Considerations for long-term use of proton-pump inhibitors

W R Garnett
American Journal of Health-system Pharmacy: AJHP 1998 November 1, 55 (21): 2268-79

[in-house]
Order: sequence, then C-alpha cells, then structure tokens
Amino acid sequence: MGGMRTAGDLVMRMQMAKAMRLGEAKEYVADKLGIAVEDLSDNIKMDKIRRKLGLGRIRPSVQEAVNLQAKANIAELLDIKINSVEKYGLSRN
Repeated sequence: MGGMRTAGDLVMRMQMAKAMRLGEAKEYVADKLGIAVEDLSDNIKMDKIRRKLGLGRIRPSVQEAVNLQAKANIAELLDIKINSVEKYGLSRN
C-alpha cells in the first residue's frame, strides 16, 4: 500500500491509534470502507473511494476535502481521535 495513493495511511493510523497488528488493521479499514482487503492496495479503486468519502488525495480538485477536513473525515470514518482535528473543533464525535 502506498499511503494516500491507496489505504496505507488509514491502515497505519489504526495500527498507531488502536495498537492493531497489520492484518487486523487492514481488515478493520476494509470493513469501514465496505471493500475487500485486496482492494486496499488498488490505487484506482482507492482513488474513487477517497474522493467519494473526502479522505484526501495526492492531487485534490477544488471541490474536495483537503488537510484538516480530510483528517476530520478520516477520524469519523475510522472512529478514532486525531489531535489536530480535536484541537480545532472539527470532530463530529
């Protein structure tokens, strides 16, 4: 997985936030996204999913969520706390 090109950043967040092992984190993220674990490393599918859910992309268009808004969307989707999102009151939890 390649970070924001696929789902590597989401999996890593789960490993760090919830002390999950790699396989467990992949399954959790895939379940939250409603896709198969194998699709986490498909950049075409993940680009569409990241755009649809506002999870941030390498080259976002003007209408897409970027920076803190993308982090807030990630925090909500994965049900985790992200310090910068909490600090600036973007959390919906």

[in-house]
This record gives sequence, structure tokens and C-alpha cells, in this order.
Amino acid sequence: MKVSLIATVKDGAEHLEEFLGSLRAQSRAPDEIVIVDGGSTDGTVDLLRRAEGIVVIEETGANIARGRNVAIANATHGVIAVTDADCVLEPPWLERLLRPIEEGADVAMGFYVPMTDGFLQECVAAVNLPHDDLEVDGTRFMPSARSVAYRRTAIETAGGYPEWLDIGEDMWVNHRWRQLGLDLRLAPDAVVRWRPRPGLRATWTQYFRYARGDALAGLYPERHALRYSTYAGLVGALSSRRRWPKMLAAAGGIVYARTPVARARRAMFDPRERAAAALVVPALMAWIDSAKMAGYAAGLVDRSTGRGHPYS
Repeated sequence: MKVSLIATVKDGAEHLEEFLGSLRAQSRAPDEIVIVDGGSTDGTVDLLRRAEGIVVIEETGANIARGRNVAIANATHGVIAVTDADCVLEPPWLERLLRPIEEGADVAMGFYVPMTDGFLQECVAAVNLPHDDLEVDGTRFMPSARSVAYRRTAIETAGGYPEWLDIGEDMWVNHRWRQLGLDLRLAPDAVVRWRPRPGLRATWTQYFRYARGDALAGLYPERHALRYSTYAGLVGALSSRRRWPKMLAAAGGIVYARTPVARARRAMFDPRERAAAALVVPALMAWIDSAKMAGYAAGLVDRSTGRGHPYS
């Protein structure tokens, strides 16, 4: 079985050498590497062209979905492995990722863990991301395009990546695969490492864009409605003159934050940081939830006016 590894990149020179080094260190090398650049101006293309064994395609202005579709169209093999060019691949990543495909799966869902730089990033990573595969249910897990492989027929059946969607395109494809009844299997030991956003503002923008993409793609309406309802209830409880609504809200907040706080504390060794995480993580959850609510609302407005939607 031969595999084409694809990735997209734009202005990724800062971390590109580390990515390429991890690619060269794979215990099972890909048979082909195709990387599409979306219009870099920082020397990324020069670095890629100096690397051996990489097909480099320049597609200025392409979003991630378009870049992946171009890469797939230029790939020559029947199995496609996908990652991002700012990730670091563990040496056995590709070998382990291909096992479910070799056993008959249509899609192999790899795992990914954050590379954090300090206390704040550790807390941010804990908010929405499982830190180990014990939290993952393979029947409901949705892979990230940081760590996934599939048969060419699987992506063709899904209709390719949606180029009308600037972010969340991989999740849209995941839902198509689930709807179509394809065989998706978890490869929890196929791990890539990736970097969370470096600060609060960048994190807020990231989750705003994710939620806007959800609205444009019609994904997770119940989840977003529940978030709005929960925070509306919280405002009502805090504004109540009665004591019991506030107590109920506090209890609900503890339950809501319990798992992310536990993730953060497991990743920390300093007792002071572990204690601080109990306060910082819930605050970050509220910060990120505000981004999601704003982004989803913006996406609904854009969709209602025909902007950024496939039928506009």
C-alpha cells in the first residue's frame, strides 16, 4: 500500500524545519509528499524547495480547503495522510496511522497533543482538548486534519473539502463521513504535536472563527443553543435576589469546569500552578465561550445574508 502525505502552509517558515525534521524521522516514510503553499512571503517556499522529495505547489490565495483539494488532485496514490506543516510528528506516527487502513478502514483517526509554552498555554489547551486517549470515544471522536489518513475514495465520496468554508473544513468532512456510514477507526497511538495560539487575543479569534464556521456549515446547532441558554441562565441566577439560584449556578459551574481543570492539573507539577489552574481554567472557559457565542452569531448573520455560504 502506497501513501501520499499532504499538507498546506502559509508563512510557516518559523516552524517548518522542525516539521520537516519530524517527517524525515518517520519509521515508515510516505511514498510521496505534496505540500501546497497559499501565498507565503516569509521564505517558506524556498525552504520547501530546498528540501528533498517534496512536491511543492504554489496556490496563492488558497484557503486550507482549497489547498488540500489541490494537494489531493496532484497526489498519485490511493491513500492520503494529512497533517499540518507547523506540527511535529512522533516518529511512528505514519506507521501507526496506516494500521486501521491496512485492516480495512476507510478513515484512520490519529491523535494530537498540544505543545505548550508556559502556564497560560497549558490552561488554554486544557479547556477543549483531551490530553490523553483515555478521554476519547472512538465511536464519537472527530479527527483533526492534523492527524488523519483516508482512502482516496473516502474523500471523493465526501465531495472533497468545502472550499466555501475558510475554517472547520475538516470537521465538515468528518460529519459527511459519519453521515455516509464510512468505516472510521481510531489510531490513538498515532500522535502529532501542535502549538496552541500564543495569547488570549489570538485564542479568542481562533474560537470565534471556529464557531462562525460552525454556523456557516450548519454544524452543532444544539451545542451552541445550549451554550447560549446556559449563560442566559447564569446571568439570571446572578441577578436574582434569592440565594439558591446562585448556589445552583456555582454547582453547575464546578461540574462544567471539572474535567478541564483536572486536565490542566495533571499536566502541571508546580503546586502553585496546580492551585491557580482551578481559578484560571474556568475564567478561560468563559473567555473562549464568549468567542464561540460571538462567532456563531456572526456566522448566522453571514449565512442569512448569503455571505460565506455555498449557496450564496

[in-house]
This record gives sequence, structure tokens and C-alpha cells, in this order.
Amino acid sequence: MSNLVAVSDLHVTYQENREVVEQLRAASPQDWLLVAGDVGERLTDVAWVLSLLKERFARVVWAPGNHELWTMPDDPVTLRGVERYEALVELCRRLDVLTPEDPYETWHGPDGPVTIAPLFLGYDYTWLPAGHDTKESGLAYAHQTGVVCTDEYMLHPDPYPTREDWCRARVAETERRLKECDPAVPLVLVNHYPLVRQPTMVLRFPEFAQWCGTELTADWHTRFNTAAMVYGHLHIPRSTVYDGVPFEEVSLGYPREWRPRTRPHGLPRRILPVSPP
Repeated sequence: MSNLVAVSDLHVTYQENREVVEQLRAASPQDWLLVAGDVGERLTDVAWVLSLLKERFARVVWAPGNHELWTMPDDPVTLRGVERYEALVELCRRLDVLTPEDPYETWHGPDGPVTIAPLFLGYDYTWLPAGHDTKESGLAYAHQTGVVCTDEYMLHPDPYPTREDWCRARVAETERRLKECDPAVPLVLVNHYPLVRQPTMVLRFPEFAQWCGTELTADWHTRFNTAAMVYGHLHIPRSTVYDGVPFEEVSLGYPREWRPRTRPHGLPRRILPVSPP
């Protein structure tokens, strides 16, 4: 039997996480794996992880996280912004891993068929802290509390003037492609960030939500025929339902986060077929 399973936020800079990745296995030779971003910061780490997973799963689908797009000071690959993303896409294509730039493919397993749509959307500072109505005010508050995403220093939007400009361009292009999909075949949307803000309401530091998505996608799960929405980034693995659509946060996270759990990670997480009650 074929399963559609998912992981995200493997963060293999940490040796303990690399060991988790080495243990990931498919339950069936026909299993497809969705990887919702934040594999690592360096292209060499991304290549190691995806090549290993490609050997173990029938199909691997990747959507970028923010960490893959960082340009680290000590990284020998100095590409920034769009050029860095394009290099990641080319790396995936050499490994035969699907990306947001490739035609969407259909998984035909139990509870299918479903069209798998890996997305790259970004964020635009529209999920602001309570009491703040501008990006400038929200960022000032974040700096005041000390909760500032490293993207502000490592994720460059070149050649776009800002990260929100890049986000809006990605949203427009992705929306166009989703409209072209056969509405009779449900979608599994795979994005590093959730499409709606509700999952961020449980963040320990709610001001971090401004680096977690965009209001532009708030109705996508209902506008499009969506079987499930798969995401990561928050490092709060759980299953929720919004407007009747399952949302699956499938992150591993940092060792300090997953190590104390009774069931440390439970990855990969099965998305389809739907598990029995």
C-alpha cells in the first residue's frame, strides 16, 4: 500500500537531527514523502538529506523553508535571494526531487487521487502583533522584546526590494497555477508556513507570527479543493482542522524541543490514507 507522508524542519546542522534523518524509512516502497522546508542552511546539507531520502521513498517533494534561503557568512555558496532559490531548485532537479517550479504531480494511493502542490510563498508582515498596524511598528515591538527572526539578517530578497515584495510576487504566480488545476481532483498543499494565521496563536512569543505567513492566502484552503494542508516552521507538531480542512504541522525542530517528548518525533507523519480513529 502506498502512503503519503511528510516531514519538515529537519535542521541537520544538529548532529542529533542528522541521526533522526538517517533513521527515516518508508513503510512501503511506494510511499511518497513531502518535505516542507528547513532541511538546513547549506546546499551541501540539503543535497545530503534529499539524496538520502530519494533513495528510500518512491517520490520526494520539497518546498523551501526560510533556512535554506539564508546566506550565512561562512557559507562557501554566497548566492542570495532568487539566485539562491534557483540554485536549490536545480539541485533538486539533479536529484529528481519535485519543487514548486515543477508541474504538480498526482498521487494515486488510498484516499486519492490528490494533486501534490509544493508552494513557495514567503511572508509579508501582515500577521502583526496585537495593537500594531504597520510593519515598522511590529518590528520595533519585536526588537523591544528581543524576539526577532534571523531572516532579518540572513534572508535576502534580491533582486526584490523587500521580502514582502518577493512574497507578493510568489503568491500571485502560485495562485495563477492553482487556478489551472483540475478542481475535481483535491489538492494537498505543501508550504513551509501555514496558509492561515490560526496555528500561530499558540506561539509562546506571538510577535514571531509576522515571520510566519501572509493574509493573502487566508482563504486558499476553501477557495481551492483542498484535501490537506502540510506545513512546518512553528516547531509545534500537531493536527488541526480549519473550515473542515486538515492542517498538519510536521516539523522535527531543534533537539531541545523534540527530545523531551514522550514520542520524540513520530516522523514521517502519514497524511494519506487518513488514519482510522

The safety of proton-pump inhibitors (PPIs) for long-term use is reviewed. PPIs are being used with increasing frequency to inhibit secretion of gastric acid in order to treat acid-related disorders such as gastroesophageal reflux disease and peptic ulcer disease. Some patients may require long-term acid suppressive treatment to control the symptoms of their disease, which raises questions about the long-term safety of PPIs. A thorough literature search was conducted, and the clinical consequences of sustained hypergastrinemia induced by all antisecretory therapy, the consequences of atrophic gastritis in patients infected with Helicobacter pylori, the effects of hypochlorhydria on bacterial overgrowth and nutrient absorption, and possible interactions of PPIs with other drugs were identified as areas of concern with long-term use of PPIs. Short- and long-term studies showed that PPIs have a wide safety margin and a favorable adverse-event profile with few drug interactions. Available data support the short- and long-term safety of PPIs.

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